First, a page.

Both types of cups were Repurpose brand, and the plates (Natural Value) and napkins (365 brand from Whole Foods) were made from recycled paper not bleached with chlorine. When I was searching for a place that would take a small load of compostables, I was told that paper plates break down better in compost piles than plates made from starchy plants. So I went with paper.
Before the conference started, we set up a makeshift “materials processing” area by the door. We chose the trash can with a plastic bag for the compostables, because the food waste, including coffee cups, would mess up the carpet beneath the blue recycling bin (which has holes in the bottom).
As the day went on, we added to the list of items that had to be thrown away.
People at MiddleMoot did very well at following the directions on the signs. Believe me when I say I’ve attended many events with much more elegant composting/recycling/trash setups that people didn’t even look at.
Lunch was more complicated, since it included salad, sandwiches that still needed condiments, and potato chips. On the far left below, the plates and napkins we provided can be seen in front of metal bowls of salad and dressing. Moving right in the picture, the staff laid out metal tongs for picking up the sandwiches that would shortly be arriving, as well as metal bowls of mayo and other condiments; a platter with lettuce, onion, tomatoes, and pickles; and bags of potato chips. To make room for all that, we moved the hot cups to the other side of the coffee dispensers.
Unfortunately, the flatware provided for the salad was plastic. I ended up fishing it out of the trash bin, taking it home, and washing it. So now I have a lot of black plastic forks. Some Whole Foods locations recycle the plastic flatware they offer in their dining areas, but I don’t think they’d want these forks because of the color. I will have to check at a local store. (My housemate said she sometimes bundles plastic utensils and take them to a thrift store, or uses them at an event she’s organizing.)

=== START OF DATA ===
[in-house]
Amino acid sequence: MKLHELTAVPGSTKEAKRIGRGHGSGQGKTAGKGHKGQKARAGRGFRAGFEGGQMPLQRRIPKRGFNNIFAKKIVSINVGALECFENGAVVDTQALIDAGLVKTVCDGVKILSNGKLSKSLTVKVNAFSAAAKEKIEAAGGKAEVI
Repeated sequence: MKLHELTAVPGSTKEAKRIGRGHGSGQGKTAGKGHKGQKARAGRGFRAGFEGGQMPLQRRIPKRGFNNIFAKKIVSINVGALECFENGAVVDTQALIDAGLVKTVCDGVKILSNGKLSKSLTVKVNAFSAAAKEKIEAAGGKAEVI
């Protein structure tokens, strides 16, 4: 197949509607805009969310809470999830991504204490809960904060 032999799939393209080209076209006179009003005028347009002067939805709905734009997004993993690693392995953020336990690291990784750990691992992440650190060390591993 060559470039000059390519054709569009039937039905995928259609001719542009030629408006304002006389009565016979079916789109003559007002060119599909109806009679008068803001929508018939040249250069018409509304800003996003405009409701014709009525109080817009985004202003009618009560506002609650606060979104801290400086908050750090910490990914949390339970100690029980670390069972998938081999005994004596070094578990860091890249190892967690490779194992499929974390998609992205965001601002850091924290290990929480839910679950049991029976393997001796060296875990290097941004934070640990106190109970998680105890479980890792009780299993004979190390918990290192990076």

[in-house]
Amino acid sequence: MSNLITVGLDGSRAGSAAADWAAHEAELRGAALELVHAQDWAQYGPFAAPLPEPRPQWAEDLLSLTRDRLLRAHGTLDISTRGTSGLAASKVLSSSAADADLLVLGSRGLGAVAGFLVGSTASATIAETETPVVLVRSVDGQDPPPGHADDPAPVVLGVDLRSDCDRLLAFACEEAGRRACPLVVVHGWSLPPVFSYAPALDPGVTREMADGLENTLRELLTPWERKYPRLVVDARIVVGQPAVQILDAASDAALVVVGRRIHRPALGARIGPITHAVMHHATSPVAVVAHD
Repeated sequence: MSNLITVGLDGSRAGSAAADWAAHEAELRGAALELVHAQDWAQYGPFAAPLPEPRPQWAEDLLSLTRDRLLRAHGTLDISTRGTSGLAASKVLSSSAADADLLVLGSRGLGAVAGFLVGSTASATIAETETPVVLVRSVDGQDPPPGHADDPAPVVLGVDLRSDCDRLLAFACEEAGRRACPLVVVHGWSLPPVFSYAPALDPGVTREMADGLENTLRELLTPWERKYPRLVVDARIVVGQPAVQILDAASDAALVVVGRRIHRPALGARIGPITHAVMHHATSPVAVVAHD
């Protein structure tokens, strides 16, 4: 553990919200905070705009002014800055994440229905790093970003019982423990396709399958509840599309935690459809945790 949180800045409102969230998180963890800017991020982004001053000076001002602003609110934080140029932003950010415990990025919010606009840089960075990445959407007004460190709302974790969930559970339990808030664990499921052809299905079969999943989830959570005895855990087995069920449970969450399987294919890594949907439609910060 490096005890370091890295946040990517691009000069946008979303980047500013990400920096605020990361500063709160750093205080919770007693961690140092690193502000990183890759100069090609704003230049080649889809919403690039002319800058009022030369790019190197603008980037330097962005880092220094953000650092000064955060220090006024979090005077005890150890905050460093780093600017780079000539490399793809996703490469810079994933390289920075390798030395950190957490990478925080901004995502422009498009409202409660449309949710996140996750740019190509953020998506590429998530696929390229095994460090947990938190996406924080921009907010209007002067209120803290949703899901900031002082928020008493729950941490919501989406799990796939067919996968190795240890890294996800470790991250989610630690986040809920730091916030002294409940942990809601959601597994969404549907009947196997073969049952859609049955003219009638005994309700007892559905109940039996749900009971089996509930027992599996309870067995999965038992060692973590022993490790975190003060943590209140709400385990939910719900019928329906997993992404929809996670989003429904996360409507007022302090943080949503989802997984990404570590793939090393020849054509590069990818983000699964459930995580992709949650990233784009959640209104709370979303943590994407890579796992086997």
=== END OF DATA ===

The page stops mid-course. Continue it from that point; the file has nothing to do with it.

Here’s how the materials processing facility looked at the end of the conference. I confess I did a lot of dumpster diving throughout the day, as surreptitiously as I could, to make sure discards were in the proper bin. I didn’t mind, though; I often have to restrain myself from plucking recyclables out of trash cans, so this conference gave me a chance to indulge for a good cause.
And here are the compostables from the conference, all collected in biodegradable bags and ready to go to the Missouri Organics compost bin at a business I patronize. (Yes, I did get permission before I dropped off those four bags. And no, individuals can’t just show up at Missouri Organics with compostable plates. MO picks up from businesses and organizations only. But individuals can take compostables to Urbavore Urban Farm.)
At the beginning of this post, I said I was fortunate to be encouraged to make this a zero waste event. I’m grateful to Robbie for being so receptive to the idea and working with catering to make it happen. Usually, the response to a request to reduce waste at an event is something like, “Well…” And with good reason. Because American society is accustomed to using disposable plates, cups, and flatware at events, any movement toward zero waste seems like a pain in the neck. For zero waste to work on a large scale, to the point at which it is convenient, companies and schools must incorporate it into their goals and planning from the beginning.
On a related note, does anyone need two dozen lids for hot cups? For some reason I ended up with a lot of lids.
Featured image: Dr. Corey Olsen, the president of Signum University and one of the leading forces behind the Mythgard Institute, gives his keynote address at MiddleMoot 2018.